The first sunny weekend in August! Here we go, off to the north where I read about a hike that ends at a beach. Here is the first mini mountain range I will climb, its only about 300m high. On the way up I pass through temples and chestnuts.
I was a little worried it would be too hot but it was much, much cooler once I got up a bit. Unsurprisingly, the path was very beautiful and not too bad after the rain we’ve had.
There’s walking sticks, a tiny river and some awfully cute views from the top of Mt. Yugawa・湯川山! I was hoping for a few more views but maybe I need to explore around more.
On the way down I passed though some farms and abandoned cafes. No one reading this will be shocked, but I also found an amazing sweets shop on the way to the shrine at the peak of the cape. The picture taken from the top of the stairs shows the mountain I just came down from.
This is the funniest structure I have ever seen in Japan. Well, I’m happy someone built it so I could see the ocean. I was almost 6 hours into the hike, mid-day at 35 degrees and I was a little tired and evidently too tired to take a single photo of the ocean from up there!
But don’t worry, here’s the snack I got: chilled strawberry warabi mochi. It was the best thing I have ever eaten in my life (it was the first cool thing I had consumed in many hours).
Finally! I made it to the beach. For the first time this summer I kicked off my shoes and went swimming in the ocean. Hard to beat. When I finally got out and made my way over to the bus I met these funny veggies sun-bathing on the street. I might come back next weekend, it was a lovely, easy hike with the perfect ending (and snacks).
Mt Shari (or Sharidake) seemingly pops out of nowhere and reaches up to 1547m. This is one of the more challenging hikes I’ve done, mainly because it was my first time hiking up a waterfall. There were several hours of boulder hopping along the river and scrambling up waterfalls. It was definitely one of the most fun hikes I’ve ever done, plus there was much less of a concern about bears here.
We were warned about heat stroke (about 15 people have been helicoptered off the mountain during July for heat stroke or injury) but there was enough shade, water and breeze to keep cool.
At the top of the waterfall we had reached the end of the old trail and began the ascent up to the summit.
The way up was absolutely stunning. Without a doubt these are some of my favourite views I’ve had of hiking in Japan. At the top we stopped for lunch and the skies completely opened up in the coolest way.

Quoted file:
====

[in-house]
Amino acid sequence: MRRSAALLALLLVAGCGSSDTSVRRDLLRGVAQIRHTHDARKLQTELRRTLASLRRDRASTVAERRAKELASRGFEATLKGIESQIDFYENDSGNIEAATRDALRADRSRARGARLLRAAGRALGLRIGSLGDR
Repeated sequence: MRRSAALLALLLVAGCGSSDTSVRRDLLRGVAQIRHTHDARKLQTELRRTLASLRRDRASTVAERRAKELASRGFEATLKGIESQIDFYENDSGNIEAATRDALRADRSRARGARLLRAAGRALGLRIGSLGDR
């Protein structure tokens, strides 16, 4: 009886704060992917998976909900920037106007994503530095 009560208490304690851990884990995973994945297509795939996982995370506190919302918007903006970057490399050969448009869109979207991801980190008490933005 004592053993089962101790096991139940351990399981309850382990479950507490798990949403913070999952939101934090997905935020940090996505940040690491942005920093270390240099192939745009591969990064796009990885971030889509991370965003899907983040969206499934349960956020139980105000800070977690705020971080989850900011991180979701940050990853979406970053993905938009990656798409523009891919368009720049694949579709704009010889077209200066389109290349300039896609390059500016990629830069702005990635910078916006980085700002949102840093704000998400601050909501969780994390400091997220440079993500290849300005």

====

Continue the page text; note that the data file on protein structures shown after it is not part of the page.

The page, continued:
We were just in the perfect place at the perfect time and the clouds were rolling over us so quickly, there wasn’t 5 minutes that the landscape didn’t change.
Pretty hard to beat. We came down just as the sun started to set. If we didn’t have perfect luck on the previous hike in Rausu, we got it all back here.
The woman who runs the place we were staying is an avid star photographer and when we got back she took our picture with the milky way. It’s been a long time since I’ve seen the stars so clear and bright. This was after a 10 hour hike so we were slightly tired.
If you ever get the opportunity, Shiretoko is a must visit and these were some of the most beautiful and challenging and fun hikes I’ve done. I cannot wait to see where we go next.
At 1660m Rausu is the highest peak in the Shiretoko mountain range. It’s a perfect day hike at around 8 hours and is a really interesting hike with some good scrambling near the top.
This part of Hokkaido is known as bear paradise, so equipped with bear bells, bear spray and a healthy amount of fear we got pretty lucky with views almost immediately.
Unfortunately as with a lot of hikes with this elevation, there was a cloud near the top when it was time to start scrambling. The walk into the clouds was very moody and interesting though, it’s fun to have a variety.
We had a minor glimpse of a bear so were happy to unload some items in the bear-proof box on the way to the top. Behind me in the top right you can see the summit. The bottom left you can sort of see my friend. Visibility was not great, and it was pretty windy and rainy but the scrambling was very fun in spite of that.
Of course on the descent we walked into the sun and made it back to the trailhead. At the base there is a tiny lodge that has an outdoor bath that was absolutely incredible to soak in after a long day out. It was an amazing, beautiful, incredible hike even without full visibility.
There are a few summer holidays in July so a few friends and I escaped north of the city to Kitakyushu. Just east of there is a place I’ve had my eye on for ages: Hiraodai. It isn’t so mountainous but is more gorgeous rolling green hills and beautiful views. This group is a big on sunrises so we started our day around 3:30am and were not disappointed. I could not get enough of the morning light.
It was just like out of a dream. On the way to the summit it was a little cloudy but cleared up beautifully later in the hike.
Sometimes (every time) sunrise hikes are a bit challenging but they are so worth it. I wouldn’t be supr keen to try an 8 hour hike on so little sleep but its a great time to do smaller, less physical hikes; especially in the summer heat.
The grass was really up to my waist at some points! It was a lot of fun to go around and play around in.
Believe it or not, I did manage to find some sweets. Matcha kakigōri・かき氷 and anmitsu・あんみつ at a really old school style shop and they were beyond heaven.
There’s a first time for everything, and today was the day I woke up at 3:00am to go chase the sunrise. A few of us avid hikers drove up and made the quick hike up. Full disclosure! Most of these are my incredibly talented friend’s pictures from his amazing camera and the boring unedited ones are mine.